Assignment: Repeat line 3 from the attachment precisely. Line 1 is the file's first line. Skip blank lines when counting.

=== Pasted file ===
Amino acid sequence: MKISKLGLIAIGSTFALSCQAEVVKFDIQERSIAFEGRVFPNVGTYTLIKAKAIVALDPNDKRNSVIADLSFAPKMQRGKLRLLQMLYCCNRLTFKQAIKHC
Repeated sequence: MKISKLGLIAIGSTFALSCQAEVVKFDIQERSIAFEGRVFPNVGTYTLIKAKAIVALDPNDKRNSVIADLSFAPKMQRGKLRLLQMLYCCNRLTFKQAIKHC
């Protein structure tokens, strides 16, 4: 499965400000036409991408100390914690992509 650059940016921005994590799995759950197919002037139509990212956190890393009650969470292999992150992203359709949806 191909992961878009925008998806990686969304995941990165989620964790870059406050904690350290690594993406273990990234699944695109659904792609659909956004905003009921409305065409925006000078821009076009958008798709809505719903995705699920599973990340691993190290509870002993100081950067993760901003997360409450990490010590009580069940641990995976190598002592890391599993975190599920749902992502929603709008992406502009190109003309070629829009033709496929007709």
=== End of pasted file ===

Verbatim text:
């Protein structure tokens, strides 16, 4: 499965400000036409991408100390914690992509 650059940016921005994590799995759950197919002037139509990212956190890393009650969470292999992150992203359709949806 191909992961878009925008998806990686969304995941990165989620964790870059406050904690350290690594993406273990990234699944695109659904792609659909956004905003009921409305065409925006000078821009076009958008798709809505719903995705699920599973990340691993190290509870002993100081950067993760901003997360409450990490010590009580069940641990995976190598002592890391599993975190599920749902992502929603709008992406502009190109003309070629829009033709496929007709």